We asked to perform army dozen exercises (with increase repetitions), march around the field. Then we were ordered to stand at attention under the harsh noontime sun for an hour.
Then we were made to crawl towards the vast expanse of the backfield. After which without rest we were made to duck walk around the backfield. So imagine the dirt, unforgiving heat, unrelenting punishments and screaming officers.
The officer was angrily shouting “oh sosyal, man kaya kayo sa ateneo Tingnan natin!!!” “quit na kayo? Quit na kayo?, kawawa naman beauty ninyo ha!”
I remember I asked the officer. “Ma’m hindi po ako sosyal bakit ako nasali dito?"
The officer just scolded me, “Angal ka? you want to quit.?” I said “no ma’m” she replied “then you don’t question an order Give me 20 pushups now!!”
While we were duckwalking, I could hear one of the ladies whisper to herself “ I will not quit, I will not quit, I will prove to you na hindi ako ang taong inaakala mo.” The other girl was sobbing already but she was still continuing duck-walking.
Then after duck-walking we were made to climb that acacia tree within a span of 3 minutes or face punishment.
We cannot just climb it because we had combat boots on, so these two girls, fragile and delicate but with all their strength lifted and carried me upwards to the main branch and when I was atop had to pull them up. And we were able to climb a high point in the tree, Up in the tree with the campus beauties. I just find the scene surreal.
By then the battalion commander stepped in and stopped the tasks and told us to come down from the tree and rest.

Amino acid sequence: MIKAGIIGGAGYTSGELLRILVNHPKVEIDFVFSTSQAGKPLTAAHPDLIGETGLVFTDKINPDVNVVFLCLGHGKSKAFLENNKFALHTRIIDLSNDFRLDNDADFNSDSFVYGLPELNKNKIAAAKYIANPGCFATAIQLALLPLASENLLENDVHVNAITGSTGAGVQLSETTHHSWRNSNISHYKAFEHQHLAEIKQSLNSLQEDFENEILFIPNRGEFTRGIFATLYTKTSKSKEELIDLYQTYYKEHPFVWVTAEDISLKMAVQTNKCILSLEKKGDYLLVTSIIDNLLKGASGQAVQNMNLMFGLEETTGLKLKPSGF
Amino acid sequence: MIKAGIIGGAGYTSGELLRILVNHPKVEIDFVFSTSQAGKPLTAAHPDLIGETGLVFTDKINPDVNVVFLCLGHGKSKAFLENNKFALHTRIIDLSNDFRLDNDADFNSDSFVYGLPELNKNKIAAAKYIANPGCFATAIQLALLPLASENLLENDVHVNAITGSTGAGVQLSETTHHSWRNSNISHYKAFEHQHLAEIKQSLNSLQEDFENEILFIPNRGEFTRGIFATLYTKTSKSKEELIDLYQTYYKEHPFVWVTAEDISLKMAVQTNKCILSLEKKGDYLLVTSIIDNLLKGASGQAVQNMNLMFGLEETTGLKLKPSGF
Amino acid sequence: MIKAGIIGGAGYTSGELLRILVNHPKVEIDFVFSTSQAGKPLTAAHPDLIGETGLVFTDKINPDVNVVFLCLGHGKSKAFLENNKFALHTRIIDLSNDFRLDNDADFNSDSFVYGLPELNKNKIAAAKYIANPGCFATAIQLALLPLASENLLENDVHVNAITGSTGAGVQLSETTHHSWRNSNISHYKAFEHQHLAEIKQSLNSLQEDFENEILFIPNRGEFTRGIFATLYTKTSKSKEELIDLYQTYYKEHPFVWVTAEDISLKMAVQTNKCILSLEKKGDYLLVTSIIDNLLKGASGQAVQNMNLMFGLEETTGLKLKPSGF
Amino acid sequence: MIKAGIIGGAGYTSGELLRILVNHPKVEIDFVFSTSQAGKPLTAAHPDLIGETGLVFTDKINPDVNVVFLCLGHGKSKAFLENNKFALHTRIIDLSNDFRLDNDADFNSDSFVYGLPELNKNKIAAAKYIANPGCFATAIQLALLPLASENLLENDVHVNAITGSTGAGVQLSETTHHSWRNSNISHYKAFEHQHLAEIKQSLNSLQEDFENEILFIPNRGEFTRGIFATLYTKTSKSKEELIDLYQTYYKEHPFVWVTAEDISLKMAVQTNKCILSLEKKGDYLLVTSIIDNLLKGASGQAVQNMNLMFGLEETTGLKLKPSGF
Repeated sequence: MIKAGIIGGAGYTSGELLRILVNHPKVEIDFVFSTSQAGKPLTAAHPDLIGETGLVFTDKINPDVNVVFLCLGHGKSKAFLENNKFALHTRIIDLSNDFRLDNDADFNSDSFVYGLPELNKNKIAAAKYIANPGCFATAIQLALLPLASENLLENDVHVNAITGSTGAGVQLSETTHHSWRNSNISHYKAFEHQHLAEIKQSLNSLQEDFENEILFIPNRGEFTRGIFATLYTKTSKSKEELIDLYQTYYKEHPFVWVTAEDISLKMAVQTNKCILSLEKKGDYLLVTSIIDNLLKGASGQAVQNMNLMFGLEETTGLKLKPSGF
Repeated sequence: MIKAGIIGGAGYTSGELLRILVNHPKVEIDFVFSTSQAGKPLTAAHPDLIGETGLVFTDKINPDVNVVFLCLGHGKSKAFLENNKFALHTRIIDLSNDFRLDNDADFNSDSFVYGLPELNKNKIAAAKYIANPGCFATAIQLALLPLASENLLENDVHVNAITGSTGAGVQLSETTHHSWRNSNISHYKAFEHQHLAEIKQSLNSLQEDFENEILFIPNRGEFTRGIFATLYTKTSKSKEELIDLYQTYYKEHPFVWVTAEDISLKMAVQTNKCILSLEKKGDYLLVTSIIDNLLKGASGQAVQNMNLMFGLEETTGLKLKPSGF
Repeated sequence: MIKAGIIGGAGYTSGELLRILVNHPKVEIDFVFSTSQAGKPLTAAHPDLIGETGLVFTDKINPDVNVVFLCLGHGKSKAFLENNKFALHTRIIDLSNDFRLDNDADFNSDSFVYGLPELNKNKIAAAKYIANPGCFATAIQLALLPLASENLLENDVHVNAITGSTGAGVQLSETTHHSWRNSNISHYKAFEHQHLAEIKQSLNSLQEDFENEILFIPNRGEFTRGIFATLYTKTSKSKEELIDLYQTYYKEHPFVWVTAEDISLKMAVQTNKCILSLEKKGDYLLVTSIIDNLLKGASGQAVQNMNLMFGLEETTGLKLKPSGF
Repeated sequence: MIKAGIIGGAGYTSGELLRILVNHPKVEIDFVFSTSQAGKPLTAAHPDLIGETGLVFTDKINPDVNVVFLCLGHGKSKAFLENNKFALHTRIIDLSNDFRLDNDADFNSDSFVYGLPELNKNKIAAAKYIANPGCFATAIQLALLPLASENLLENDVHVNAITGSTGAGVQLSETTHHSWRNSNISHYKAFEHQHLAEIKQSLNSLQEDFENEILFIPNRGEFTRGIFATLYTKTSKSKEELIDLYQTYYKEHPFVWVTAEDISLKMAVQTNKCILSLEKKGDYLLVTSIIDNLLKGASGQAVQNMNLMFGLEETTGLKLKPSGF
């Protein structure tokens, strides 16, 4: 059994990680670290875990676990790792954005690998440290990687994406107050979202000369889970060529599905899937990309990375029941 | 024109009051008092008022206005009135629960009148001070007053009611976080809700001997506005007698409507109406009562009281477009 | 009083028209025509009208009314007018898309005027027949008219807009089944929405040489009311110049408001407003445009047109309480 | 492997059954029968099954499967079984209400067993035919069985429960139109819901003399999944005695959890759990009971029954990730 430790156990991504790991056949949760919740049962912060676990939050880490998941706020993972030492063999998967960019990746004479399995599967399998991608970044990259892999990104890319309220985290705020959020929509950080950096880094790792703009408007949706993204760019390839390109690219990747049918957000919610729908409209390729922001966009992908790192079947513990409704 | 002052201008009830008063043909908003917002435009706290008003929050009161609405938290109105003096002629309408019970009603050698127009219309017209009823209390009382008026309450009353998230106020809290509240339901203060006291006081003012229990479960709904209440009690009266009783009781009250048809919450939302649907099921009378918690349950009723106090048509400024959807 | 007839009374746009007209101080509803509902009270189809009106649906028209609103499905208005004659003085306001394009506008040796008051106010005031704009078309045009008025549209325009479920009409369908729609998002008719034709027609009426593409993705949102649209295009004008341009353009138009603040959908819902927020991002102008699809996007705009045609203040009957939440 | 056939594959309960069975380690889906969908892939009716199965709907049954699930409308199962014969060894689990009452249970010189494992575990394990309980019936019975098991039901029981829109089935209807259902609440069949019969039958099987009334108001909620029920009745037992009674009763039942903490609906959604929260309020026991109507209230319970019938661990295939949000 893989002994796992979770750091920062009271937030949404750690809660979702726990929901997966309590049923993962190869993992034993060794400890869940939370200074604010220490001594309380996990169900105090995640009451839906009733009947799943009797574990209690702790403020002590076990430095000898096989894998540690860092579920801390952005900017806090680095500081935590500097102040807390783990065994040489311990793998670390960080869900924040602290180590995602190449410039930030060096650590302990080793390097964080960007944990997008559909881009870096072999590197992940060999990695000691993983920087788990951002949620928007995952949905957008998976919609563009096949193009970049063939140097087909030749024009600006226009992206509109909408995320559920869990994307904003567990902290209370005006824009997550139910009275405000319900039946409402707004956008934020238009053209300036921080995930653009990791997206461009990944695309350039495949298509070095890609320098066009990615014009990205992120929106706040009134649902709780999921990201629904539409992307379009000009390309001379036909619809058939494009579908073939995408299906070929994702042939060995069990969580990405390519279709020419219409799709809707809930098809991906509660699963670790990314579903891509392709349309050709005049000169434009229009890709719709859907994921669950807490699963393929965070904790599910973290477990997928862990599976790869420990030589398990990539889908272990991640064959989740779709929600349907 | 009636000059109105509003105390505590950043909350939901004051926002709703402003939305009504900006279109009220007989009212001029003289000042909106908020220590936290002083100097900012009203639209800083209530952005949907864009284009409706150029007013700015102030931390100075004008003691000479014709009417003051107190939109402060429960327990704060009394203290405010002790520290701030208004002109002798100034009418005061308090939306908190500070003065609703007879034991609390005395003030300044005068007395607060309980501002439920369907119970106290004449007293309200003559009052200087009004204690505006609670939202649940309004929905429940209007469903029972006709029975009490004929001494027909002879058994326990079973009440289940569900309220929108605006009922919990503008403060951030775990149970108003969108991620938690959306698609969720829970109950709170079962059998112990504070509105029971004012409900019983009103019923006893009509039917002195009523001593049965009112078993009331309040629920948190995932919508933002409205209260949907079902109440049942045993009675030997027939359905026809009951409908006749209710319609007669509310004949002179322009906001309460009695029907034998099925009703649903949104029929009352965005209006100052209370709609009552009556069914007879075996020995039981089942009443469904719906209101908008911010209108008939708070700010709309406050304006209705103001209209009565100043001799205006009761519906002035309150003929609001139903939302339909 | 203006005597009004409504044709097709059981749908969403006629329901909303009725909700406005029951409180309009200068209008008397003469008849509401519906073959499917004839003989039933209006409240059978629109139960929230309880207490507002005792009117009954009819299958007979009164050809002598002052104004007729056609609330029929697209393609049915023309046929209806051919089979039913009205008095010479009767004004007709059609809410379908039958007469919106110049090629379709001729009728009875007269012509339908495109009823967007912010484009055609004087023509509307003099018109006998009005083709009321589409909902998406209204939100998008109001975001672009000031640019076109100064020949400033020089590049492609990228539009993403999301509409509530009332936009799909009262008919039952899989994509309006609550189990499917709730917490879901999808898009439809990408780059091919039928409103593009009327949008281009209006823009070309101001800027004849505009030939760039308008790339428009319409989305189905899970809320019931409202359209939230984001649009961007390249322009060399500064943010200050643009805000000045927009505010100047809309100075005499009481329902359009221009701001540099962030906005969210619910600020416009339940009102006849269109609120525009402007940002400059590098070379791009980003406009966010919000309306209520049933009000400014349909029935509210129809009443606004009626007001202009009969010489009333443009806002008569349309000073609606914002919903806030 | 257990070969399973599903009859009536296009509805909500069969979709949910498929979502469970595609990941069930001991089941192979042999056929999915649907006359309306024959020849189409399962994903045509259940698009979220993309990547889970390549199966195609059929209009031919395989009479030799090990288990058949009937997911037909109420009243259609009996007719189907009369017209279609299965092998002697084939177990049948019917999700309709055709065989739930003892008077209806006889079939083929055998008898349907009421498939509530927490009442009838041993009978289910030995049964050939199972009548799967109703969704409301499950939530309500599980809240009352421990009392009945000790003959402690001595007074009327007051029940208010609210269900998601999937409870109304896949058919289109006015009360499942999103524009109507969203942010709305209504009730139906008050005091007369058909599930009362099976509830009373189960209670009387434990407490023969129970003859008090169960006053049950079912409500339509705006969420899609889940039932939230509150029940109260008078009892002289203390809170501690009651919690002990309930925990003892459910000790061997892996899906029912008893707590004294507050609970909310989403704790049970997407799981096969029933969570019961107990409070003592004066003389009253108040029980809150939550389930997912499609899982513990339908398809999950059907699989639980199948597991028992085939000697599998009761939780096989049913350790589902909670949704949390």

After that “ordeal” the two girls cried, they hugged each other (sayang they didn’t hug me) we had just passed the most difficult week of our training.
Then lady officer approached us and told my companions “I thought you were weak, that we can easily break you, but you proved us wrong.”
The other girl cried not just because she passed hell week or proved the officers wrong, but she also has proven something to herself. She discovered something in her.
She has found her magis.
When we try to become a better persons, we must overcome pre-existing stereotypes and prejudices. And sometimes these stereotypes comes from within us. More often than not we apply our own stereotypes, we apply our own limitations
The power to change is always inside of us. Magis is not just a spiritual philosophy nor an attitude but to me it is a SPIRIT that pushes us to do more, beyond what people think of us, even beyond what we think of ourselves.
And as we grow older, when we no longer worry with adolescent stereotypes. When we are fully-grown individuals, magis means having the strength of character to plod on and pursue that goal or dream we set for- ourselves, for our family for God, or our country.
Magis is a never-ending process.
Daghang kaayong salamat, maayong buntag.